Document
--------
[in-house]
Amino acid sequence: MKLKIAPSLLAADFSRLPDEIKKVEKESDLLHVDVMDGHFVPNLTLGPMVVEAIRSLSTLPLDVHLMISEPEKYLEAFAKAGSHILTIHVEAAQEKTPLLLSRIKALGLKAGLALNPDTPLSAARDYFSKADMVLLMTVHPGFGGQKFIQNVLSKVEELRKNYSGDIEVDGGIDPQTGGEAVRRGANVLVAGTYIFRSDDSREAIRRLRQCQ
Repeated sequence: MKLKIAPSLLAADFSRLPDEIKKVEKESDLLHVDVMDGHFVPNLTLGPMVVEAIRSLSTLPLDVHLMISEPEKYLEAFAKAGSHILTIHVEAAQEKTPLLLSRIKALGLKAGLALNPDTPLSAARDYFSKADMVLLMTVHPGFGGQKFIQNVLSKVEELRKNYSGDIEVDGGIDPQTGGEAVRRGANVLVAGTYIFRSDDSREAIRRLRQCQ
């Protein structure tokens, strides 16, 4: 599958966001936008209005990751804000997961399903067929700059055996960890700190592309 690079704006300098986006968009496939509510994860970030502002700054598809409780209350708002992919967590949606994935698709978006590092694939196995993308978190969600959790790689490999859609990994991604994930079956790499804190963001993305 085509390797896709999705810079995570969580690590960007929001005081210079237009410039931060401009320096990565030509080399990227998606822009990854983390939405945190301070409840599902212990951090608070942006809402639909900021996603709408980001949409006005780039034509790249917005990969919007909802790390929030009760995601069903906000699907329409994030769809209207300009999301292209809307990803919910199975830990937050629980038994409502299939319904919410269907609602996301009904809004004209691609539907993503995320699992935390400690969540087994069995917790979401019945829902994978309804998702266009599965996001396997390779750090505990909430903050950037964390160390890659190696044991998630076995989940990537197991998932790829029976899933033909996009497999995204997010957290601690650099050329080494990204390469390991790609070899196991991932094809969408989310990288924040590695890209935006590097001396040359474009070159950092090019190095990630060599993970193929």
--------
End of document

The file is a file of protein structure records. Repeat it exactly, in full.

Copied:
[in-house]
Amino acid sequence: MKLKIAPSLLAADFSRLPDEIKKVEKESDLLHVDVMDGHFVPNLTLGPMVVEAIRSLSTLPLDVHLMISEPEKYLEAFAKAGSHILTIHVEAAQEKTPLLLSRIKALGLKAGLALNPDTPLSAARDYFSKADMVLLMTVHPGFGGQKFIQNVLSKVEELRKNYSGDIEVDGGIDPQTGGEAVRRGANVLVAGTYIFRSDDSREAIRRLRQCQ
Repeated sequence: MKLKIAPSLLAADFSRLPDEIKKVEKESDLLHVDVMDGHFVPNLTLGPMVVEAIRSLSTLPLDVHLMISEPEKYLEAFAKAGSHILTIHVEAAQEKTPLLLSRIKALGLKAGLALNPDTPLSAARDYFSKADMVLLMTVHPGFGGQKFIQNVLSKVEELRKNYSGDIEVDGGIDPQTGGEAVRRGANVLVAGTYIFRSDDSREAIRRLRQCQ
């Protein structure tokens, strides 16, 4: 599958966001936008209005990751804000997961399903067929700059055996960890700190592309 690079704006300098986006968009496939509510994860970030502002700054598809409780209350708002992919967590949606994935698709978006590092694939196995993308978190969600959790790689490999859609990994991604994930079956790499804190963001993305 085509390797896709999705810079995570969580690590960007929001005081210079237009410039931060401009320096990565030509080399990227998606822009990854983390939405945190301070409840599902212990951090608070942006809402639909900021996603709408980001949409006005780039034509790249917005990969919007909802790390929030009760995601069903906000699907329409994030769809209207300009999301292209809307990803919910199975830990937050629980038994409502299939319904919410269907609602996301009904809004004209691609539907993503995320699992935390400690969540087994069995917790979401019945829902994978309804998702266009599965996001396997390779750090505990909430903050950037964390160390890659190696044991998630076995989940990537197991998932790829029976899933033909996009497999995204997010957290601690650099050329080494990204390469390991790609070899196991991932094809969408989310990288924040590695890209935006590097001396040359474009070159950092090019190095990630060599993970193929």